Baxlala’s #CBR4 Review #16: The Particular Sadness of Lemon Cake by Aimee Bender
I am still trying to figure out how I feel about The Particular Sadness of Lemon Cake. It turned into a much different story than I was expecting, which is weird because I DIDN’T EVEN HAVE ANY EXPECTATIONS going into it. All I knew was that there was a little girl named Rose who, one day, started tasting feelings in food.
Rose Edelstein is granted this power when she turns 9. It first presents itself when she tastes the lemon cake her mother baked her for her birthday. The cake tastes like sadness and desperation and makes Rose really, really uncomfortable because she realizes her mother isn’t happy at all.
I love the way the power was presented. I’m sure most of us would agree that any superpower (because that’s what it is) would be a welcome addition to our mundane lives, but Rose cannot eat a meal without being bombarded with FEELINGS. And as we all know, feelings are the worst. She can’t ignore them and she can’t just NOT eat (not without something inconvenient like death happening), so they just build and build until she can’t take it anymore and she has a total freakout. It’s kind of like that episode of Buffy where she can read minds, and at first it’s all great because she thinks she can snoop and find out what her BF really thinks of her (BUMMER, though, that you can’t read a vampire’s mind) but eventually more and more voices get crammed into her head and she’s totally overwhelmed by it. So, like, if voices were food-feelings, then this is totally the same thing.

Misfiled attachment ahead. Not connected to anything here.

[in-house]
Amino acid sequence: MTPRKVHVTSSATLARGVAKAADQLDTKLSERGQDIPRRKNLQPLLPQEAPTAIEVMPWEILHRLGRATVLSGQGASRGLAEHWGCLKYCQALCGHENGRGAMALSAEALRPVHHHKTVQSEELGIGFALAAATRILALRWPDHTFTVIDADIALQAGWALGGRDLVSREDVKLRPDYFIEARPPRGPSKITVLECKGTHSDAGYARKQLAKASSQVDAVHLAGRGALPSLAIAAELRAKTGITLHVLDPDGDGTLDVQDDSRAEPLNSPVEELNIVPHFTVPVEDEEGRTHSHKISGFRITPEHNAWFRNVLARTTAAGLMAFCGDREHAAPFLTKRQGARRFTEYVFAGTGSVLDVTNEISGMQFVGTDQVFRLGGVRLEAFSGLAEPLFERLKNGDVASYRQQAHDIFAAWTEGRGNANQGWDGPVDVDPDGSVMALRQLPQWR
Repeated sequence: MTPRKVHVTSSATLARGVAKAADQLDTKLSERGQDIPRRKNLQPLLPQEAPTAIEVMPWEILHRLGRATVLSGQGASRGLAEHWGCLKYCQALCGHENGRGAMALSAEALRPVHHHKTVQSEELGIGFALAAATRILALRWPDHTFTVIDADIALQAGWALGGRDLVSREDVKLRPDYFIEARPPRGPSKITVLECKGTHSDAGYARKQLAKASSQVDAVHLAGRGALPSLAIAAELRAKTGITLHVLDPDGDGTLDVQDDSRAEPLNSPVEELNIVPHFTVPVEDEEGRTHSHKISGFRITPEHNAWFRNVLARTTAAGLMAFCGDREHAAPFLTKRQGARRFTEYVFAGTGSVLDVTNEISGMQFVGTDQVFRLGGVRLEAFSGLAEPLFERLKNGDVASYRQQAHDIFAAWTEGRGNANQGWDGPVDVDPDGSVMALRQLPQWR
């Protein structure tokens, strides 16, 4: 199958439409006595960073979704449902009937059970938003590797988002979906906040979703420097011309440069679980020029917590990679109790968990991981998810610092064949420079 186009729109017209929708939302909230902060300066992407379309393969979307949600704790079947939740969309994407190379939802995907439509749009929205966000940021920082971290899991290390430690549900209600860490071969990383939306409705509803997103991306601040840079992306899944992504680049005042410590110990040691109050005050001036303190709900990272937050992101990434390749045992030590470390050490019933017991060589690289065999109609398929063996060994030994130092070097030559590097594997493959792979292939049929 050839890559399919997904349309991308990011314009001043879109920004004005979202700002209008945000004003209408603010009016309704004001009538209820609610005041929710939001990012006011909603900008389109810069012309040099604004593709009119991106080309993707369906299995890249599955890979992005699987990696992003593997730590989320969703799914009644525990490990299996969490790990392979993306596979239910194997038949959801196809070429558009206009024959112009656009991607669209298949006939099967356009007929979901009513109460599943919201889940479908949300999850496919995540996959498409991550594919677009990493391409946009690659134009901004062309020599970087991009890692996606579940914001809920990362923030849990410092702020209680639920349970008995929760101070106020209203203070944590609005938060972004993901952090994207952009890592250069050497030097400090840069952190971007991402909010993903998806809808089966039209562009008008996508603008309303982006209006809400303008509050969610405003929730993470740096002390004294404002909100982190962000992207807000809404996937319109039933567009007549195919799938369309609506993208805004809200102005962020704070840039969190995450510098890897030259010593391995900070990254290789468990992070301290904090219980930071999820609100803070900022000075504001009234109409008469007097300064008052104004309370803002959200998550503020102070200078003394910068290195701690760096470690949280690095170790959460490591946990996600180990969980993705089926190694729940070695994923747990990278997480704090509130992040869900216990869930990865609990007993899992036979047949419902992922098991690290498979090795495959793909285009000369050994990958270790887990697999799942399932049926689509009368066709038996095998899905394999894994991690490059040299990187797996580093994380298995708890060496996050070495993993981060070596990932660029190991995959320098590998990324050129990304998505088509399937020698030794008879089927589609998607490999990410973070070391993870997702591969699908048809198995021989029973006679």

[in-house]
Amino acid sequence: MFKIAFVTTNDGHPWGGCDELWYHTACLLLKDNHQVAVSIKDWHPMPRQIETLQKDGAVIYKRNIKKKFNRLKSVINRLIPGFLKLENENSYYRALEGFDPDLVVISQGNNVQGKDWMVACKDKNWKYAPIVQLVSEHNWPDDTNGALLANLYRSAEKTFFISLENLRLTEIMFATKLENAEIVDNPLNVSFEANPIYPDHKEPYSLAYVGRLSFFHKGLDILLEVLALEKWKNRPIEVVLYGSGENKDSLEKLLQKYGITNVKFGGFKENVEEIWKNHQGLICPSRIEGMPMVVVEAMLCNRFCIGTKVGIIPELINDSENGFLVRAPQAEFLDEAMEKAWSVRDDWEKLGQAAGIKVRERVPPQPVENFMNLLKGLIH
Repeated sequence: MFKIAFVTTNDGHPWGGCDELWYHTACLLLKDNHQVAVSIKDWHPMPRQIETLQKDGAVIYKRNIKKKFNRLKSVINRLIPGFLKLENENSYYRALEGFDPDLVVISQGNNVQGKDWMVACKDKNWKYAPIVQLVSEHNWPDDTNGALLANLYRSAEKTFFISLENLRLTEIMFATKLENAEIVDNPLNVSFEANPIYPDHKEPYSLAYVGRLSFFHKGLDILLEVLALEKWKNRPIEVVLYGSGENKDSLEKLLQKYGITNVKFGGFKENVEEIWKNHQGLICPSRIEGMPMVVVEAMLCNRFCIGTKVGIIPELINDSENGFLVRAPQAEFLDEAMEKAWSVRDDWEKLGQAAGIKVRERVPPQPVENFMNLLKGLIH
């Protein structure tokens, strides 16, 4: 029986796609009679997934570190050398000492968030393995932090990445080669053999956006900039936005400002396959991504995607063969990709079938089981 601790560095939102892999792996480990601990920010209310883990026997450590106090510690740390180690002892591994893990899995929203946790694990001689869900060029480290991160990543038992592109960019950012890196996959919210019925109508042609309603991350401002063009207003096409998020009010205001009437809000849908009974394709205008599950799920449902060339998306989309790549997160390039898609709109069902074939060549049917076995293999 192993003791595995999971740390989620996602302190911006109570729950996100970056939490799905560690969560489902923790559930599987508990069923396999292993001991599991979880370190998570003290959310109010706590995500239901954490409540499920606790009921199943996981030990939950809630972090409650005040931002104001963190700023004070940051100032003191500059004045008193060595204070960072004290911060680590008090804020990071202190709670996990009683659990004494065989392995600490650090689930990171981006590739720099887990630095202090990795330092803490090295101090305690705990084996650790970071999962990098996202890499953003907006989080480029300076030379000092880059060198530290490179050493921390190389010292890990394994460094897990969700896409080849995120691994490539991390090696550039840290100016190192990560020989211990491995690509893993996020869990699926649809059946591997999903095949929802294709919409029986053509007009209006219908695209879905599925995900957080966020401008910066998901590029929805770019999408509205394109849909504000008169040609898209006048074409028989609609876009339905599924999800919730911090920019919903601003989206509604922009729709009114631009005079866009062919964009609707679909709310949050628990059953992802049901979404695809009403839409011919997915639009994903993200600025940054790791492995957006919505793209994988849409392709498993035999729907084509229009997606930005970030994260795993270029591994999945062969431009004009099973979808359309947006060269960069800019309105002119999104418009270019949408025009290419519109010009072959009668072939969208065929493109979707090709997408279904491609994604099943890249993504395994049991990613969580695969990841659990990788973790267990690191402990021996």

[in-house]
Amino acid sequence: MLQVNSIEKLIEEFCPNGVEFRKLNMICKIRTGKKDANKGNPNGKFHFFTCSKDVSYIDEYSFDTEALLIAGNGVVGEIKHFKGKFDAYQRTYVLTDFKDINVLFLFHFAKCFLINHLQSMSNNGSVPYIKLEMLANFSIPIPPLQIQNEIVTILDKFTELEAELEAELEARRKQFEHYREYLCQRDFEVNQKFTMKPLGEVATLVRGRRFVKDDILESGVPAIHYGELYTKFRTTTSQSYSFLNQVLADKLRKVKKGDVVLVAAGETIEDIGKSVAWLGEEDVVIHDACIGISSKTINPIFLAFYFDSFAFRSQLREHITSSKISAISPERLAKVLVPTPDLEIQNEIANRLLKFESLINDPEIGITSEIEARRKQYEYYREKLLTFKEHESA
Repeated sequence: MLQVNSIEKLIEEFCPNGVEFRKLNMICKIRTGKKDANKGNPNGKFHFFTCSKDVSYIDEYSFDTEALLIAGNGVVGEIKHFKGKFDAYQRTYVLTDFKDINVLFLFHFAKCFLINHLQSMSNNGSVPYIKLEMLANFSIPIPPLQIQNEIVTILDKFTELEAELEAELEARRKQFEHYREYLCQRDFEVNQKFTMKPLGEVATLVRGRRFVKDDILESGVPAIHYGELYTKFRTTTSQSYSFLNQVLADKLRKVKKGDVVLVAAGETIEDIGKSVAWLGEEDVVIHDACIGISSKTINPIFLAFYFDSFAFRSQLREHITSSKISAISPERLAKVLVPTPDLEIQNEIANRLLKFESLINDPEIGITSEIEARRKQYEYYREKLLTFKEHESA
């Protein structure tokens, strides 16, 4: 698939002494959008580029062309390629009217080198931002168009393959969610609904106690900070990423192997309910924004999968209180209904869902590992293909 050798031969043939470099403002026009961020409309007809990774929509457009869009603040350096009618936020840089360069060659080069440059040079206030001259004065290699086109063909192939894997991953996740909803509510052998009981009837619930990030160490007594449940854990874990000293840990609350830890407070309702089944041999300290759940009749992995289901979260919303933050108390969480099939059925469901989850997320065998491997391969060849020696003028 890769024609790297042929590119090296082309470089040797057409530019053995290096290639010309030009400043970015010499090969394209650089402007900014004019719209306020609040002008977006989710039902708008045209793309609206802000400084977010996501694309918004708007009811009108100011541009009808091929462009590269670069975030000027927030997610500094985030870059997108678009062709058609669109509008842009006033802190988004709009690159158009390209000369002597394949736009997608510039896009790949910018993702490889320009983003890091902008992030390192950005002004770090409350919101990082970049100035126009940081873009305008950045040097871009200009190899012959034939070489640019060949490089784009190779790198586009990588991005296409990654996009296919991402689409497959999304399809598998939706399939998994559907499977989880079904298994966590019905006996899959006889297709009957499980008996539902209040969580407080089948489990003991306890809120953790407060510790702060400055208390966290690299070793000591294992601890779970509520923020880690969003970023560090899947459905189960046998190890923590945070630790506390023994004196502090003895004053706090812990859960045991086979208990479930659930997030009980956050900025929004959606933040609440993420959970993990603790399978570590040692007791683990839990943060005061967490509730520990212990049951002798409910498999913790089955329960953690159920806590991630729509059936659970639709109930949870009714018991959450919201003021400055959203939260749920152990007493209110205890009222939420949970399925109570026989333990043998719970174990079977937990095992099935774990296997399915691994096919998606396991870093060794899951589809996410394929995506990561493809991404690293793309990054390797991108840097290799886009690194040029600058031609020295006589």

Anyway. It took me a bit to get used to Bender’s writing style, namely the not using quotation marks. It made it a bit confusing at times to figure out which specific character was talking but it didn’t make the book unreadable or anything. I mean, I do wonder why that particular stylistic choice was made. I’m sure there was some logic to it but for the life of me I couldn’t understand what it was. And, you know, this is exactly the kind of thing Google but I am lazy so someone just tell me, OK?
At a certain point, this book got weird. Weirder than the whole tasting-feelings-through-food thing even. But at the same time, it wasn’t weird enough? If that makes sense? Like, if you’re going to go there, then GO THERE. Be all the way weird. I admit, though, that doing so would have made it a different novel. I think the point was to keep it real(ish), to ground the weird in the real, but to me, none of the characters reacted to the weird stuff in a realistic way, which would have been “WHAT IN THE FUCKING FUCK IS GOING ON HERE?” But again. That’s just me.
My review has been sitting as a draft for a week or so. I thought I’d posted it and forgotten about it, because the book kind of fell out of my head after I finished it. It’s not that I hated it, it just didn’t stick with me, not the way I wanted it to. Still, I plan on checking out some of Aimee Bender’s other novels, so I suppose that says something.